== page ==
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Dancing With The Dictators: Kanye West Joins The Club

There's a long history of American artists traveling the globe and collecting huge checks to appear at private events for dictators. Kanye West spent last weekend at a wedding in Kazakhstan.

Trent Reznor: 'I'm Not The Same Person I Was 20 Years Ago'

The Nine Inch Nails frontman announced several years ago that it was time to let his band "disappear for a while." The hiatus ends this week with Hesitation Marks, a dense and dynamic new album that has stirred a little controversy with fans. Read his extended conversation with NPR's Melissa Block.

Youth Lagoon On World Cafe

Bandleader Trevor Powers brings his smart, beguiling bedroom pop to the World Cafe studios.

Natalia Clavier On World Cafe

There was never any doubt that Argentine vocalist Natalia Clavier could sing, but she spent the beginning of her career as a guest vocalist. Now, her name takes top billing on her new album, Lumen. Hear her perform songs from the record live in the World Cafe studios.

Everybody Loves John Fogerty

After years of refusing to play his Creedence Clearwater Revival material, the rock icon has reinterpreted his early hits with a new generation of artists — from Dave Grohl to Brad Paisley — on his new album, Wrote a Song for Everyone.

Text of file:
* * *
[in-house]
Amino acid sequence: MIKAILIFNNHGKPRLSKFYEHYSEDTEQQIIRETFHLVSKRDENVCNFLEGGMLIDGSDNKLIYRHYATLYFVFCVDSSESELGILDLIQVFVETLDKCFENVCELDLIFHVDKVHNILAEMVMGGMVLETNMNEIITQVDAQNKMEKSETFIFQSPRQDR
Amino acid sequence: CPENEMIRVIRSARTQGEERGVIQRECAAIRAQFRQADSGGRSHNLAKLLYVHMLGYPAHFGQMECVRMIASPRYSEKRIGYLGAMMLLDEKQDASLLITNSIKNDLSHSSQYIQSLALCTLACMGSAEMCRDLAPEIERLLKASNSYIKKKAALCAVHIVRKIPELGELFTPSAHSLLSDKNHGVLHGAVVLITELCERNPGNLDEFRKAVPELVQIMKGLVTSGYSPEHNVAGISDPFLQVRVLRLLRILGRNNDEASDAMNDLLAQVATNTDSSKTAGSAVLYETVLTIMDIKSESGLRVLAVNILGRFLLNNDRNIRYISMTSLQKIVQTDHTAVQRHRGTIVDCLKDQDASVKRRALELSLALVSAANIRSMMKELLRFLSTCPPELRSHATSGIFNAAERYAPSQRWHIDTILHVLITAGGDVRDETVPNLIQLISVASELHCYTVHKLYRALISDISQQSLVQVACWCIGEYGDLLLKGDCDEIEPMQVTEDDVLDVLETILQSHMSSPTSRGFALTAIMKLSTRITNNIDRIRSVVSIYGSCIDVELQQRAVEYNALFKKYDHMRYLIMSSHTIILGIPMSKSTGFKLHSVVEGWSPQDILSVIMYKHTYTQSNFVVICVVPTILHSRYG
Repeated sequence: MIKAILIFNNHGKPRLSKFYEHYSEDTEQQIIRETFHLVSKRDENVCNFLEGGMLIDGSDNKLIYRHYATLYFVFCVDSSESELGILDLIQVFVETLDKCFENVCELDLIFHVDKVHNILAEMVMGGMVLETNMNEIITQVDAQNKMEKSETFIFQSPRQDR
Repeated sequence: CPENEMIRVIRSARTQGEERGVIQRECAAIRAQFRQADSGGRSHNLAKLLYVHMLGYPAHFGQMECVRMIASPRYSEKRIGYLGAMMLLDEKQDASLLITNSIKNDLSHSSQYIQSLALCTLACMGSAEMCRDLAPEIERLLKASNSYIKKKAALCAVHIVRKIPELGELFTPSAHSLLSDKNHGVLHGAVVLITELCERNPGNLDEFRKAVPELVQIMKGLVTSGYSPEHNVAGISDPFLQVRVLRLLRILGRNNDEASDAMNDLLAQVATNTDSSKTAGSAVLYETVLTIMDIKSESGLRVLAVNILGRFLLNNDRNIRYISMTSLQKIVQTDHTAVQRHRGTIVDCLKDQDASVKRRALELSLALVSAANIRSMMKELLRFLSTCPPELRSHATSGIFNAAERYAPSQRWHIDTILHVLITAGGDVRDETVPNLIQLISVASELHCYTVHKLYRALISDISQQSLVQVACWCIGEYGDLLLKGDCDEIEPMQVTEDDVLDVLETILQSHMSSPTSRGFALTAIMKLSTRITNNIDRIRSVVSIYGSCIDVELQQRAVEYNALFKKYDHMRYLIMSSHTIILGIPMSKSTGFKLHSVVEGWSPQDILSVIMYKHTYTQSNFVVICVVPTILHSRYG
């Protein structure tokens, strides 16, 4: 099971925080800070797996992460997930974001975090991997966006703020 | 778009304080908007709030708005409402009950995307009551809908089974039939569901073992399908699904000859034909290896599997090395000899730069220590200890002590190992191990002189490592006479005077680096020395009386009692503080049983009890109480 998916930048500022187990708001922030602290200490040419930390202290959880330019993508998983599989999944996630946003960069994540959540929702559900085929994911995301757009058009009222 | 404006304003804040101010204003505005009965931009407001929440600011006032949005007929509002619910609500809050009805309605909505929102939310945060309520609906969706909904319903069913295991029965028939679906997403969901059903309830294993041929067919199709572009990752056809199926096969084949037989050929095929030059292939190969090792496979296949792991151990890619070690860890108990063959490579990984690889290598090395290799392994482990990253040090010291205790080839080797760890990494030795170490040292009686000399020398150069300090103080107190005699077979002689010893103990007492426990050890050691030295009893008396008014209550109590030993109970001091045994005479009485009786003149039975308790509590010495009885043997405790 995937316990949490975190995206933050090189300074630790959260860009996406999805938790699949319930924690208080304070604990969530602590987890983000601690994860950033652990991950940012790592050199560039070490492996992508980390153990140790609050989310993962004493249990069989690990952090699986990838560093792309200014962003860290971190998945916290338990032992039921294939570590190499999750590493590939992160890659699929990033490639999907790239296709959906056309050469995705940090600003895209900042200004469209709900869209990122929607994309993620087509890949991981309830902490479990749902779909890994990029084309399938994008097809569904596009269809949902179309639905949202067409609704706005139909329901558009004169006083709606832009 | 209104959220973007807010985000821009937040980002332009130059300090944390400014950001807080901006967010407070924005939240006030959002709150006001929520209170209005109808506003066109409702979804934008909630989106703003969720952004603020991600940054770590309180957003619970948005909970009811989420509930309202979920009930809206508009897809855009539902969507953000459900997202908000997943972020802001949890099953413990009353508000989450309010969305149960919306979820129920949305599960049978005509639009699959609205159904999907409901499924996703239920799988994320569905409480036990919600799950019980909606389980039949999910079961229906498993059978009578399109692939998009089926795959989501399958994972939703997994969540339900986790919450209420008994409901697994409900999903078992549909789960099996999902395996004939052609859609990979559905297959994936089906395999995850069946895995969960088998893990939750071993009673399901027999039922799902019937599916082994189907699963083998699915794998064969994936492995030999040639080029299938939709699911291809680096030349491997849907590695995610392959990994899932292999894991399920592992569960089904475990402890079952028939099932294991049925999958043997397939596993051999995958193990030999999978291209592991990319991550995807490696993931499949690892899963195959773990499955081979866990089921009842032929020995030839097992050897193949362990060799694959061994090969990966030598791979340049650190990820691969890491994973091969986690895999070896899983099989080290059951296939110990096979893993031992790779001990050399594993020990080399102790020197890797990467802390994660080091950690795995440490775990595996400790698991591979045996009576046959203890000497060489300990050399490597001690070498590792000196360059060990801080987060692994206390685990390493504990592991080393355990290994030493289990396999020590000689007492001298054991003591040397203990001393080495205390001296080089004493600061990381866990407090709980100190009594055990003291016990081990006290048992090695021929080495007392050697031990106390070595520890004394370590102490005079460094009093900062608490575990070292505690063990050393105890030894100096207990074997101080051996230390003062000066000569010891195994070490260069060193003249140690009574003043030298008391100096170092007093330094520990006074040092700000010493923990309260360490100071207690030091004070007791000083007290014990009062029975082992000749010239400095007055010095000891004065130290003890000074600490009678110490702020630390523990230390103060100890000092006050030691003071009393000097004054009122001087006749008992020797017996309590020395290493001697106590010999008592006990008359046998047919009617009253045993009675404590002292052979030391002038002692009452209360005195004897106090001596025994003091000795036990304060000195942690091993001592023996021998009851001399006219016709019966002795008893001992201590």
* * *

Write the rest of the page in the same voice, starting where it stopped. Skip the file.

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Julie Andrews: "The Very Fairy Princess Sparkles In The Snow"

Singer and actress Julie Andrews talks with Diane about her life and the latest children's book she co-wrote with her daughter.


Houndmouth On World Cafe

The roots-rock band from New Albany, Ind., made a big splash earlier this year with "Penitentiary." Hear four more songs from the group's debut album during this World Cafe session.

At 60, 'Challenges Are Opportunities' For John Zorn

At 60, New York City composer John Zorn is wiser, sure, but no less prolific, thoughtful and antagonistic than before. He tells Fresh Air's Terry Gross that, at his age, "there are no more doubts."

Neko Case: 'I Couldn't Really Listen To Music'

While making her new album, Case went through a series of deaths and a bout of depression. But once she stopped fighting it, "it's like a bottleneck broke open, and everything started to flow again and my circulation came back," she says.

Jason Isbell Locates His Musical Compass On 'Southeastern'

The singer-songwriter earned a name for himself while playing with Drive-By Truckers and The 400 Unit, but on his new album — written after he got sober — Isbell finds a new level of emotional honesty. Here, he talks with Terry Gross about his life and plays songs from Southeastern.